EVs are much, much more energy efficient than gas-powered or diesel-powered cars. The most efficient cars on the market are all 100% battery-electric cars, and EV batteries can now last for over a decade in moderate climates.
Tax Credits Can Lower Purchase Price Bottom Line
As part of broad efforts to stop global heating and incentivize cleantech, the US government decided to try to renew the EV tax credit for manufacturers that sell more than 200,000 EVs. That legislation, which has several stipulations, is still pending, pursuant to passage of the Build Back Better act. Keep your fingers crossed: you might be able to save through federal tax credits of up to $7,500 after all. This site will give you an overview of what you can expect.
(Sigh. My new Tesla Model Y doesn’t seem at this writing as if it will be eligible for federal tax credits.)
Some state and local governments may offer additional incentives, too.
Various Charging Options, AKA No More Range Anxiety
EVs typically have a smaller carbon footprint than ICE vehicles, even when accounting for the electricity used for charging. Plus, technology innovations have extended the range of a single charge greatly over the first EV iterations.
The National Renewable Energy Laboratory says that more than 80% of EV charging is done at home. Residential charging equipment can often be installed in your garage or carport. Public EV charging is another option, with more and more chargers becoming available in communities and on roadways across the US. That’s because policymakers, businesses, and consumers have recognized the importance of EV chargers and are now asking for them.
Electrify America, the nation’s largest public network of ultra-fast EV charging stations, is one such option. The company plans to have more than 1,800 fast-charging stations and 10,000 individual chargers installed in the US and Canada by 2026. Available now as part of the Volkswagen settlement, lots of highways and urban areas now offer charging. The great part is that they’re situated in safe, well-lit areas with nearby activities like restaurants, grocery stores, retailers, malls, convenience stores, and banks, so you can complete your errands while charging.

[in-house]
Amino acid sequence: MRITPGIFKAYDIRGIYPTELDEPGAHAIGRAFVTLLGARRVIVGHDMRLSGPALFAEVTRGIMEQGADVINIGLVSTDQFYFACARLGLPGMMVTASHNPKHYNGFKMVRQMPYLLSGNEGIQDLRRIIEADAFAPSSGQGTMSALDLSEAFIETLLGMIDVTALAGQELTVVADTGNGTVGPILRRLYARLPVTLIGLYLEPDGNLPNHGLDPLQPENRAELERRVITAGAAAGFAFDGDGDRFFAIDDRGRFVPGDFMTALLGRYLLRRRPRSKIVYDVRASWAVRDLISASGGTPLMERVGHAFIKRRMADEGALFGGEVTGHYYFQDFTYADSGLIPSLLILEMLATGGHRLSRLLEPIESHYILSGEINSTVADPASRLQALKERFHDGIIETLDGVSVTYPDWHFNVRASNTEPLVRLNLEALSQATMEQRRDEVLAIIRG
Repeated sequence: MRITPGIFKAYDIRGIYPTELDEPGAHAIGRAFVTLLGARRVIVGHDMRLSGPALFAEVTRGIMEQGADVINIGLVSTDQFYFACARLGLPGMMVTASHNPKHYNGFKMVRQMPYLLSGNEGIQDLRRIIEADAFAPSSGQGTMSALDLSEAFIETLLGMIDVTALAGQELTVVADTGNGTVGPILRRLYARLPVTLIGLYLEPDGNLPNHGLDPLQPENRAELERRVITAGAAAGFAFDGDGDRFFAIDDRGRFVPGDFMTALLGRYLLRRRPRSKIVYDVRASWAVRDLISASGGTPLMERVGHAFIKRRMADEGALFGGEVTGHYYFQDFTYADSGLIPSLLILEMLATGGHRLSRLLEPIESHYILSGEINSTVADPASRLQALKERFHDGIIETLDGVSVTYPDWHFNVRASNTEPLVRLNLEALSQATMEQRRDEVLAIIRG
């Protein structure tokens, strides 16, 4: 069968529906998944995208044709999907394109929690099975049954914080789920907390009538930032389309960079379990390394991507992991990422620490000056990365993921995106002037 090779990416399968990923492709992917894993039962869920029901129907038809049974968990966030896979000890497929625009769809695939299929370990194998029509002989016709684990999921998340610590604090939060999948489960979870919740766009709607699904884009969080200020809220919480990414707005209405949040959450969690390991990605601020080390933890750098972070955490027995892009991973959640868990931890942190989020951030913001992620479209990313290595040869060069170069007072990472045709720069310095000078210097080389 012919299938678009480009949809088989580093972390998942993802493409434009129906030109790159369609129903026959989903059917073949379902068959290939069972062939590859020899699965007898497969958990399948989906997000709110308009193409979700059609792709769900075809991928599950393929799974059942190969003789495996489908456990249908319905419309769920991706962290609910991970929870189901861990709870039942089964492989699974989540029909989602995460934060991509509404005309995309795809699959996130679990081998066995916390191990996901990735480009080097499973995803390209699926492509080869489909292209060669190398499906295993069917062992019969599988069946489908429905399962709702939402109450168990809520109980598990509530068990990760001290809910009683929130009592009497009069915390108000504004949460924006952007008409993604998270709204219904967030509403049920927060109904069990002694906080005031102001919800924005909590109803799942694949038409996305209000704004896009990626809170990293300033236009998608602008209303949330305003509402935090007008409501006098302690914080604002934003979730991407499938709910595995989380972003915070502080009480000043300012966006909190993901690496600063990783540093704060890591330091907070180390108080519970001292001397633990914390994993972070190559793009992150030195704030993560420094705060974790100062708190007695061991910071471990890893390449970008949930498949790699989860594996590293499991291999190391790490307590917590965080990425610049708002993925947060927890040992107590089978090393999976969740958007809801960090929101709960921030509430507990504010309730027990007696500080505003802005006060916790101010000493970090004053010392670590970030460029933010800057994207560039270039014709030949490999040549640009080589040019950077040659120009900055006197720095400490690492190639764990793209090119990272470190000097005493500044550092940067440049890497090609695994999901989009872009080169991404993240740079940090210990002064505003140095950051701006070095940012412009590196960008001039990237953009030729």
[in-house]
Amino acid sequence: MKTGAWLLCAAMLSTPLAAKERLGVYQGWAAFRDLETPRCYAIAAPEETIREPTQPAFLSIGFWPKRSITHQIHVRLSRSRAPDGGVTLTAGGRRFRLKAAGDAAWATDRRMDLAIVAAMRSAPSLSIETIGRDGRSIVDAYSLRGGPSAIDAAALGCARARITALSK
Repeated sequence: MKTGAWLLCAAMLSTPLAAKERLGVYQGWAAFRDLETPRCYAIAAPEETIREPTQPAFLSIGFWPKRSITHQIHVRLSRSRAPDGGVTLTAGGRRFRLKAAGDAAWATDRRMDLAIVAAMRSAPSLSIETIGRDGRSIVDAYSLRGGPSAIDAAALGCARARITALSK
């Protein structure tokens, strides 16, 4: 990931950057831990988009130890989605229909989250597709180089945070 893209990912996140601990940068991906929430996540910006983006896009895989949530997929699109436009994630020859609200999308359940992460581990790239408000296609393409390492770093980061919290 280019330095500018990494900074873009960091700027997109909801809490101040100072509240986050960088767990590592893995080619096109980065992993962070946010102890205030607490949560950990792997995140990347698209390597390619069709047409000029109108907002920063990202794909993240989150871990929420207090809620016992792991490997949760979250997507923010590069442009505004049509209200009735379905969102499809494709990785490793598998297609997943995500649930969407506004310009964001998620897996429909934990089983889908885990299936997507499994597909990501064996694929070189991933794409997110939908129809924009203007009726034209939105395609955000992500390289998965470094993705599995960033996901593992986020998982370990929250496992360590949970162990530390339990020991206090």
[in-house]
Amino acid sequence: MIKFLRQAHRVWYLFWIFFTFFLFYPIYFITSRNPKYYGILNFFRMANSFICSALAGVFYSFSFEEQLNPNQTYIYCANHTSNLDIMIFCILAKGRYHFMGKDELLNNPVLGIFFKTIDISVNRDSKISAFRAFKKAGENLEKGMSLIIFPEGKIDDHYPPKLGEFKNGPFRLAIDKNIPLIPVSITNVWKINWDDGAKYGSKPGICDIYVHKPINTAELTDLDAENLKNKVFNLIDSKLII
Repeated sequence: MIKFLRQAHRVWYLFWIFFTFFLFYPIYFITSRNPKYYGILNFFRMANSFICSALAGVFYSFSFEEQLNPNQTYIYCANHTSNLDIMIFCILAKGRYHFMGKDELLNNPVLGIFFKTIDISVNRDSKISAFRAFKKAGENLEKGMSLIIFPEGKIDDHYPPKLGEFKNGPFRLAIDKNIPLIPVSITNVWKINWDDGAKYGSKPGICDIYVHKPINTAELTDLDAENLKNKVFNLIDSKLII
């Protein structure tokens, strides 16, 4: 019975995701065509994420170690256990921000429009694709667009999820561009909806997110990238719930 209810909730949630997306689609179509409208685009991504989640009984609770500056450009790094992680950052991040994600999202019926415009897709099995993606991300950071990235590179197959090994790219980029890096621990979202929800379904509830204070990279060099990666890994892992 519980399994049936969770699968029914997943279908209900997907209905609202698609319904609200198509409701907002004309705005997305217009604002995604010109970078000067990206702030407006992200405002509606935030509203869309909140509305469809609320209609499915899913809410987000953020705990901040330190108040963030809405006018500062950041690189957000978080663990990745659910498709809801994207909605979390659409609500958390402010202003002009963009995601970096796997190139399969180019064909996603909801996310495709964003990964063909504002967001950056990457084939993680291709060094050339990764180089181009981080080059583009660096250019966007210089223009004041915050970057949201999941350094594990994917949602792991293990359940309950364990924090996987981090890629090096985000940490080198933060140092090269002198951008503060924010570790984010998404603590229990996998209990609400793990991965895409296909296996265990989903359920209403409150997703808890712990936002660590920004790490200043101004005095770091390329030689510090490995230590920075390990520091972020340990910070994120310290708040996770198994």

To Electrify Everything Is Central to Our New Year’s Resolutions
A major part of your New Year’s resolution is likely shifting your energy usage away from all fossil fuels, which begins by replacing home appliances, heating systems, landscaping equipment, and vehicles with electric versions powered by clean electricity. The idea to electrifying everything is definitely taking hold.
There are many examples around the world of the transition to electrifying everything. Many European cities have established zero emissions zones in the center of the city where only EVs will be permitted; it’s a policy initiative that will encourage more people to buy EVs. General Motors seems to have been paying attention to the importance of electrifying everything, as it has just announced a plan to expand electrification to many areas other than its core business of manufacturing vehicles.
Yes, public and private sector organizations need to collaborate for green energy solutions, increase power availability from zero emissions sources, create viable transmission networks to deliver energy reliably and economically, and assuage concerns about moving to a fully electric transportation sector. But you can do your part by making your New Year’s resolution to switch to an EV. You’ll be glad you did.